# Difference between revisions of "Electrical breakdown and ultrahigh electrical energy density in poly(vinylidene fluoride-hexafluoropropylene) copolymer"

(New page: [Edited by Jianyu Li for AP 225, fall, 2010.] ==Summary== The paper reports a new method to predict the electrical breakdown of poly(vinylidene fluoride-hexafluoropropylene). This polymer ...) |
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==Summary== | ==Summary== | ||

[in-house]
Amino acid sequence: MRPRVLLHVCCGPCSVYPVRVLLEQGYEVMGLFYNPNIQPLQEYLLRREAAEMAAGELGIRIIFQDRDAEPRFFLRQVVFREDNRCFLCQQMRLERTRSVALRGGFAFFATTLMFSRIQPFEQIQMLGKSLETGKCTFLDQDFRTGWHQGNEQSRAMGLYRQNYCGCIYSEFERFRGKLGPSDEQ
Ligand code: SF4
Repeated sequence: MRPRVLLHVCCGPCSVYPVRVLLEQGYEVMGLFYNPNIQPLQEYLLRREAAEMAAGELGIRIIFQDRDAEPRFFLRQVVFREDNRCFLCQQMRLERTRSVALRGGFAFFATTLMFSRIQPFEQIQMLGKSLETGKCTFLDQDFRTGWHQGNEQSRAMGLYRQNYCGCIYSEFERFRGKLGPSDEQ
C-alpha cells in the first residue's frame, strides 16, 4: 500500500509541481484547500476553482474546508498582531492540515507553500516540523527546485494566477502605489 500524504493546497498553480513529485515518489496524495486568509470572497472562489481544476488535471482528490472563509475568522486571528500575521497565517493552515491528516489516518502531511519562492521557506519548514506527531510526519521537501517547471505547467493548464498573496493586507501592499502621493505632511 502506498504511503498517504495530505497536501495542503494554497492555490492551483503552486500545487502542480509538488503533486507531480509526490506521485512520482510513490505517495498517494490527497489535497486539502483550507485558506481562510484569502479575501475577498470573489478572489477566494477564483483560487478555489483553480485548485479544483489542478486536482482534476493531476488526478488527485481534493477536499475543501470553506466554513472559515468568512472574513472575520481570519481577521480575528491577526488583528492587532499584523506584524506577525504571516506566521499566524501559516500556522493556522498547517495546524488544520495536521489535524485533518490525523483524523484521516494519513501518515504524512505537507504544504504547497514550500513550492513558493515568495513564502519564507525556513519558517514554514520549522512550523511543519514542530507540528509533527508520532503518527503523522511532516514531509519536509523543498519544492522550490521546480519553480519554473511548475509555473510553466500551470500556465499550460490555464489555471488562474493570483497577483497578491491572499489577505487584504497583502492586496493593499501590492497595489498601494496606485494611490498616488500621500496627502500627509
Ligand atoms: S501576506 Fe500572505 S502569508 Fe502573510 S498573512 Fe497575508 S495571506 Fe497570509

The paper reports a new method to predict the electrical breakdown of poly(vinylidene fluoride-hexafluoropropylene). This polymer exhibits an extraordinary capability to store electrical energy, with a series of lower electrical breakdown strength than the prediction by the conventional Stark-Garton electromechanical breakdown model. Its curves of discharged energy density and breakdown strength-temperature are illustrated in the figure 1, [[Image:electrical1.jpg]]. The figure 1b shows that the breakdown strength tends to decreases with temperature increasing, the prediction curve from Stark-Garton model is well above the experimental result, while the new model matches it perfectly. Experiments also demonstrated its thickness independence, combined with the temperature dependence, the authors concluded there is a certain correlation between the Young's modulus and the dielectric constant. | The paper reports a new method to predict the electrical breakdown of poly(vinylidene fluoride-hexafluoropropylene). This polymer exhibits an extraordinary capability to store electrical energy, with a series of lower electrical breakdown strength than the prediction by the conventional Stark-Garton electromechanical breakdown model. Its curves of discharged energy density and breakdown strength-temperature are illustrated in the figure 1, [[Image:electrical1.jpg]]. The figure 1b shows that the breakdown strength tends to decreases with temperature increasing, the prediction curve from Stark-Garton model is well above the experimental result, while the new model matches it perfectly. Experiments also demonstrated its thickness independence, combined with the temperature dependence, the authors concluded there is a certain correlation between the Young's modulus and the dielectric constant. | ||